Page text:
The facts are that small and medium sized businesses in all fields — not just security — do not command the premium multiples that large companies do. You cannot compare the multiples that companies like Voxcom, Intercon, or Sonitrol attracted to what you will get for your business. Also, just because some smaller alarm companies (1,000 accounts) sold for 36 times RMR back in 1998 or 1999, does not mean that you will be able to match that price now. Moreover, buyers and their banks from those heady days in the late ’90s have seen the error of their ways. My experience since then is that it is very, very rare that a 1,000 account company is sold for 1998-99 prices.

Remember also that for the buyer it is not really the multiple paid but the cash flow derived from a deal. We like to express prices as multiples but when the rubber hits the road, it is about what cash your account base can generate. Do a realistic calculation of what that cash flow will be for the buyer after monitoring charges, service costs, billing and costs and then see what is left over. To get at your purchase price, multiple that cash flow number by a multiple of anywhere from 3-5 times.

7.    Be sure your company is properly marketed

Let’s use the analogy of selling a home again. One reason why you hire a broker to sell your house is that this will get your home listed on MLS so that literally anybody anywhere in the world can see that your house is for sale and what the particulars are.
The same applies to your business. Too many alarm dealers sell to the first player that comes along. If you hire a broker, he or she should create a selling package highlighting the strengths of your business and then market it to as many potential buyers as possible. Both parts of this process — creating an accurate but compelling selling package and then pitching it to as many buyers as possible — are very important
Potential buyers can be competitors, complimentary players, and individuals looking to be a small business.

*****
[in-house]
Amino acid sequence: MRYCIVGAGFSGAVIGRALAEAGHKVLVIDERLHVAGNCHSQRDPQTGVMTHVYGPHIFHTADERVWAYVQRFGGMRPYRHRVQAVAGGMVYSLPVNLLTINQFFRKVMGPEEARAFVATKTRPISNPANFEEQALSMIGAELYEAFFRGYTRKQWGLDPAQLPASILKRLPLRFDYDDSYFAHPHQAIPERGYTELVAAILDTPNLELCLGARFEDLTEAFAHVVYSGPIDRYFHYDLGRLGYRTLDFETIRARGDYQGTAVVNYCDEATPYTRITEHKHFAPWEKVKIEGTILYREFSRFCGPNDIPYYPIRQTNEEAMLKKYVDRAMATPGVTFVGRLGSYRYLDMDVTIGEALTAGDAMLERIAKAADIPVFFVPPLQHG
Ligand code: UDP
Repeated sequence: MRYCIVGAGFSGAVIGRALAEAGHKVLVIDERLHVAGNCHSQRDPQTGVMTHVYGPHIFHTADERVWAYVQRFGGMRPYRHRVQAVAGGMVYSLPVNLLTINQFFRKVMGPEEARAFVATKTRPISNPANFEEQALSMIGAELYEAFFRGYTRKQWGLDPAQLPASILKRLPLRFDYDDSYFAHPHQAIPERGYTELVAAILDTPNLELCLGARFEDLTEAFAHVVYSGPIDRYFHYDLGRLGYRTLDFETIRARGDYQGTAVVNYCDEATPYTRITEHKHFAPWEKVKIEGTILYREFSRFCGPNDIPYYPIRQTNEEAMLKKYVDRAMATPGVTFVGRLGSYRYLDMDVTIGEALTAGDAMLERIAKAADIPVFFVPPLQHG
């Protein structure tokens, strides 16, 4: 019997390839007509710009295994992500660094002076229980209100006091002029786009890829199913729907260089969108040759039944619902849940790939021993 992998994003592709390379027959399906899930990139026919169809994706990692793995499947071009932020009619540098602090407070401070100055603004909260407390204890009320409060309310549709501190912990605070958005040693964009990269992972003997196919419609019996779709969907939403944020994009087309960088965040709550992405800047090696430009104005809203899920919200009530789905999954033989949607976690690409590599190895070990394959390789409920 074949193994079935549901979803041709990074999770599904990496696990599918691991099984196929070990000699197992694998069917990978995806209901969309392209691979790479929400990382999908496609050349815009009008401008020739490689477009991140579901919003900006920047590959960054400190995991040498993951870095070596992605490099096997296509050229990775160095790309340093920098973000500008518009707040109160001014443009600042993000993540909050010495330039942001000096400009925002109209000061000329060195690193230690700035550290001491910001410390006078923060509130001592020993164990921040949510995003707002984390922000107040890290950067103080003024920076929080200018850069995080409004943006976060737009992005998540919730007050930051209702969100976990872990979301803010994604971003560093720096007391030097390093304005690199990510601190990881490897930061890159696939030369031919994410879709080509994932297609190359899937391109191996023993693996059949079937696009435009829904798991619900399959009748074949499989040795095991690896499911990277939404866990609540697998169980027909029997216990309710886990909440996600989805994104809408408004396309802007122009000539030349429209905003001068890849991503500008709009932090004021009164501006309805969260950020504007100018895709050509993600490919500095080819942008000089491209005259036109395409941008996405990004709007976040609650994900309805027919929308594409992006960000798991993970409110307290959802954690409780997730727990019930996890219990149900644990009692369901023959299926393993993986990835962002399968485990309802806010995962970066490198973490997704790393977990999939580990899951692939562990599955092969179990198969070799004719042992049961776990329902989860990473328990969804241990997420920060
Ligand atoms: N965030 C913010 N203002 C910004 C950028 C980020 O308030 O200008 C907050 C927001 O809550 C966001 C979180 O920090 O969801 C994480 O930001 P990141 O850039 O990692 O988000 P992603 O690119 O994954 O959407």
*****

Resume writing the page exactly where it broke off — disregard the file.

8.    Make sure you get multiple bidders for your company

Of all the tips given here, this is probably the most important. Having multiple bidders can offset many other adverse conditions to your sale — slower economic times, a particular weakness to your business or the need to sell in a hurry. Time and time again, it has been shown that when sellers get multiple bidders their price and terms improve. And make sure that you do not eliminate any of the bidders until you have a signed Letter of Intent or the equivalent from your No. 1 choice.

9.    There is more to focus on than just the multiple or price

Several other terms in any agreement of purchase and sale are also very important. What are the payment terms? How much will be paid up front? How much if any will be held back and for how long? What value is given to installation and service revenue? What multiple will be paid on non-monitoring recurring revenue items like guard or maintenance revenue? What about the non-compete or non-solicit?
All of these terms can affect the deal dramatically and affect your take home purchase price.

10.    The deal is not over just because you have the transaction closed

In most sales of alarm companies, anywhere from 10-50 per cent of the purchase price is still outstanding after the closing has happened. This alone should keep the seller focused on doing everything possible to maximize his ending purchase price. Most deals have a 12-month attrition guarantee written into them by the buyer. This means the seller has to guarantee that all the accounts he sold continue to pay for at least a year. This then means that it is in the seller’s interest to make the transition on the accounts and other aspects of his business to the buyer as smooth as possible in order to minimize attrition.
I always advise sellers to plan to be available in some way for the length of the attrition guarantee period in order to help save accounts. I also advise sellers that they need to understand the broad outline as to how the buyer is going to go about the integration of the accounts being sold. All of this will affect the customer’s feeling about the deal. 
From my own experience, the sales of alarm companies that go well are the ones that are characterized with the following:

•    The owner was not selling for price but for some other personal reason
•    The owner had prepared himself and his company for sale
•    The owner had reasonable expectations as to price
•    The owner got good advice and help in executing the sale
•    There were multiple bidders for his company
•    The owner worked out a good deal for himself after
•    The owner stayed around to ensure a good transition

I hope this is a help to you all. Next month I will talk about 10 Tips for buyers.

Victor Harding is president of Harding Security Services Inc. He can be reached at victor@hardingsecurity.ca